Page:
+++++++++++++++++++++++++++++++++

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Old 01-15-09, 12:01 PM   #18
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I found playing the bass guitar easy but then again i grew up with a significant number of years of piano lessons supplemented by afew years of violin lessons. I'm just glad the violin lessons translated fairly well to the bass guitar.

That being said, i had to teach myself how to play bass which i learned by listening to disco/funk and playing along. The funny thing now is that i've carried that funk-ish style to all the other songs i play with my band.

No pick for me. Finger dexterity FTW. Unfortunately, the blisters are a total PITA until you build up callouses.

My current weapon of choice:

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Old 01-15-09, 12:43 PM   #19
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Bass guitar string breakage == owie.
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Old 01-15-09, 12:48 PM   #20
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playing a bass is easy.
Playing a bass really well is not easy.
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Old 01-15-09, 12:51 PM   #21
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Notwithstanding this classic bass player joke
+++++++++++++++++++++++++++++++++
A. It's no easier than any other musical instrument, but it's arguably a lot more fun than many!
That's like the classic joke:

What is the definition of a drummer?

A person who hangs around with musicians


Bass can indeed be lots of fun. I've only played it here and there but those were some of my best musical experiences, limited as I may be on the instrument.

My favorite cheesy bass thing is the low E string zoom - just run a glissando up the neck and back down. Ever since I first heard Geezer Butler do that I was hooked If you're Tommy Stinson you do it in every single song, and like it If you're Phil Lesh you do it once or twice a gig on a low B and shake people's fillings loose
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Old 01-15-09, 02:18 PM   #22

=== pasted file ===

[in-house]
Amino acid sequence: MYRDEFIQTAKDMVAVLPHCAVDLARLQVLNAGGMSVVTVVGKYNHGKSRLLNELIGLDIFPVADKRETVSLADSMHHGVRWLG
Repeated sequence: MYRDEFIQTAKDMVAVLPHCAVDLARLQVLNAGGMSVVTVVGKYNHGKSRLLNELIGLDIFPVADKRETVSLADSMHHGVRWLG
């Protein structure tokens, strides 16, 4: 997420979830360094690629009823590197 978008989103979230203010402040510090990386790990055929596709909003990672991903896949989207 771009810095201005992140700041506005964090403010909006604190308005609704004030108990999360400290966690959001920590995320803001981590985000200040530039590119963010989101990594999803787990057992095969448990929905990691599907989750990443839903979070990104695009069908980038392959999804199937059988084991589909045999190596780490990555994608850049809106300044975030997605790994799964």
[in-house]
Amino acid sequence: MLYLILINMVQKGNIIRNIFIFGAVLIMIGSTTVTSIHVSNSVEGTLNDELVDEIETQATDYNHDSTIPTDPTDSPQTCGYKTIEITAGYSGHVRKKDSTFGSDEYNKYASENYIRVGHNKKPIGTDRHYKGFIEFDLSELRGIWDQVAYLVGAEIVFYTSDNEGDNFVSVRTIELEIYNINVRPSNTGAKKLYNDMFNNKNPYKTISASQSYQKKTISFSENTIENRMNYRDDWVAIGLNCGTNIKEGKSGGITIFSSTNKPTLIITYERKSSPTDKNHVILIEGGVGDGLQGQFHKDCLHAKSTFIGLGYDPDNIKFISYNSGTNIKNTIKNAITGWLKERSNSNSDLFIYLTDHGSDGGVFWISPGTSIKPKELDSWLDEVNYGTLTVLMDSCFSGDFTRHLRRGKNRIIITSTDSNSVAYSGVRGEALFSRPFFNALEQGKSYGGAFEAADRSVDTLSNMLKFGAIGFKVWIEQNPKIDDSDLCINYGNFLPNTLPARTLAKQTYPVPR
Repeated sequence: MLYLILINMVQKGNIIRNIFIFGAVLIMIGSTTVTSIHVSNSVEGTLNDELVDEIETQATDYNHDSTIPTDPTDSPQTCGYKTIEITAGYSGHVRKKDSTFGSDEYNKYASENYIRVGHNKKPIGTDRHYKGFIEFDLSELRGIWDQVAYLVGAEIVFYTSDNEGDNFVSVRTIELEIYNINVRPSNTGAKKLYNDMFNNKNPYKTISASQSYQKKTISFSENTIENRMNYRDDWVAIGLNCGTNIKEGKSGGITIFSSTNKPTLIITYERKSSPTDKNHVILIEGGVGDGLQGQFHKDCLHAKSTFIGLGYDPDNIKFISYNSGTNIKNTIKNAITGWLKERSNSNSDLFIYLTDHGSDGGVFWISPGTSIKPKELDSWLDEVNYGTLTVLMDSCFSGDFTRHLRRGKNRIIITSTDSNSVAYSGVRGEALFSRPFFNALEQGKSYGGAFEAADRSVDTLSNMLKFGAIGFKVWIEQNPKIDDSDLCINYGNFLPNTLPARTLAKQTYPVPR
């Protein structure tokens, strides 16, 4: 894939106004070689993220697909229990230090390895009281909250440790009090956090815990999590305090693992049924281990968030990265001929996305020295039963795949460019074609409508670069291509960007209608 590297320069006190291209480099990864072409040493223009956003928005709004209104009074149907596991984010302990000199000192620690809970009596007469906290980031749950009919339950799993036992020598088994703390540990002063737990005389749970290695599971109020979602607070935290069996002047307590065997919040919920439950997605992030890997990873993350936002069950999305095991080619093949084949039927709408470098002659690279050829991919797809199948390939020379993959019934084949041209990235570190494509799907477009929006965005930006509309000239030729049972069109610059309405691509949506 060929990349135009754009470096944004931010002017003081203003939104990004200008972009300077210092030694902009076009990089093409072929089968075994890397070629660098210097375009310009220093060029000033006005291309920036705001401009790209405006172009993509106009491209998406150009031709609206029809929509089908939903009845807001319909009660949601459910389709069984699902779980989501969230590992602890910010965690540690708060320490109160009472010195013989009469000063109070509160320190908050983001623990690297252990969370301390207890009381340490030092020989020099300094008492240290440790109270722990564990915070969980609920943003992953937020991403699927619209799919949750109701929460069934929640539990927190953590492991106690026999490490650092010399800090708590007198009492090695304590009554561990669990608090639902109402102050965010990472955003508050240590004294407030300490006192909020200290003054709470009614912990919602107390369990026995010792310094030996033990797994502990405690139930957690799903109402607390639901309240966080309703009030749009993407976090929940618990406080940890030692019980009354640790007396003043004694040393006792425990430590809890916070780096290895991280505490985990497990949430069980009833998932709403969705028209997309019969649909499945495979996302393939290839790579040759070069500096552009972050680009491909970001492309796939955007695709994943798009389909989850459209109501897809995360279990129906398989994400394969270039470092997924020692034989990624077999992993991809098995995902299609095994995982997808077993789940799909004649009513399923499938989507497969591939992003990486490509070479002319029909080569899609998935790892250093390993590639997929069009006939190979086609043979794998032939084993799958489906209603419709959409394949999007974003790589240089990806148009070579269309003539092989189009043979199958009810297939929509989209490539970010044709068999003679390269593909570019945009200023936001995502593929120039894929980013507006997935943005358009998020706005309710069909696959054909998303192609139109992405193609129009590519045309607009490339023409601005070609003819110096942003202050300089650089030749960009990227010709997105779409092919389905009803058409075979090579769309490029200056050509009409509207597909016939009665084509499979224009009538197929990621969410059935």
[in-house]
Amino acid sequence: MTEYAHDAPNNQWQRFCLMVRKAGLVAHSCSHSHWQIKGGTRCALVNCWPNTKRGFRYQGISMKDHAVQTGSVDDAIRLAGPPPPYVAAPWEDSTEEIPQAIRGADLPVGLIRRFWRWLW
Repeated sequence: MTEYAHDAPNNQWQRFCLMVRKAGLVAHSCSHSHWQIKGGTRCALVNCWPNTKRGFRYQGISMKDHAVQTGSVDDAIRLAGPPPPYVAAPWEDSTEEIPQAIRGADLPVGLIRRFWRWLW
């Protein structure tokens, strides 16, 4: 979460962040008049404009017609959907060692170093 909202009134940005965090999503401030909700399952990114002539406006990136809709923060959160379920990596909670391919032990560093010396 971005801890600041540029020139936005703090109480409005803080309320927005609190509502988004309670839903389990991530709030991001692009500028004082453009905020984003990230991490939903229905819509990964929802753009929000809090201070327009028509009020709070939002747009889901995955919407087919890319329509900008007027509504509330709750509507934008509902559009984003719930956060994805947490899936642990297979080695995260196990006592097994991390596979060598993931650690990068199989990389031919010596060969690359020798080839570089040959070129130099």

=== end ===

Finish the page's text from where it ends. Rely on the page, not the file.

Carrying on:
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Can anyone do it?

Starting to learn is fairly easy. Learning to be a Bassist..... not so easy.
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Old 01-15-09, 02:21 PM   #23
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I have a theory.

1: there is a tiny percentage of the population just "gifted" in the way of music
2: there is a tiny percentage of the population completely unable to ever play music - don't hear it or something.3: The rest of us (maybe 95%) - we can all learn to play something or sing with time and effort.

Note "Time and Effort" - sometimes massive amounts of each.

As per instruments, I think there are degrees of difficulty, but any can be done. Most you can make a melody on or something in a fairly short time. All require time, time, and effort to master.

Bass is a cool choice, and if you are play well, you'll be in demand. That's my local experience anyway. (Maybe some parts of the world are overpopulated with bass players.)
Those are usually the ones who think that they are great musicians
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Old 01-15-09, 02:24 PM   #24
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It's like riding a bike.

playing bass professionally is like riding a bike well enough to get paid to race it.

I only play acoustic bass now, and it is more of a physical challenge to make it through 4 hour gigs. In terms of the amount of hours and years it took to be able to play at the professional level, I would say electric bass is one of the easier instruments.

Once you have all of the technique and strength issues, the main thing that separates a good bassist from a mediocre one is an amazing sense of rhythm. A great bassist will hear subdivisions in even the slowest time.
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Old 01-15-09, 02:27 PM   #25
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You're either gifted and can play bass pretty well right away with moderate practice.

Or, you're me. I bought my first bass in 1994. Been playing since. Some years it's been maybe 100 hours playing time. Most years it's more like 200. 15 years later, I am finally starting to get a pretty good groove going and can add some fills without sticking out like a sore thumb.

As with biking, it's not about the gear - it's about the engine (or talent in this case). I've gone through a LOT of basses, some so-so and some amazing. I'm now playing a 5 string OLP bass, bought off musiciansfriend on sale for $150. It's a great bass. Just get something that plays pretty well and practice.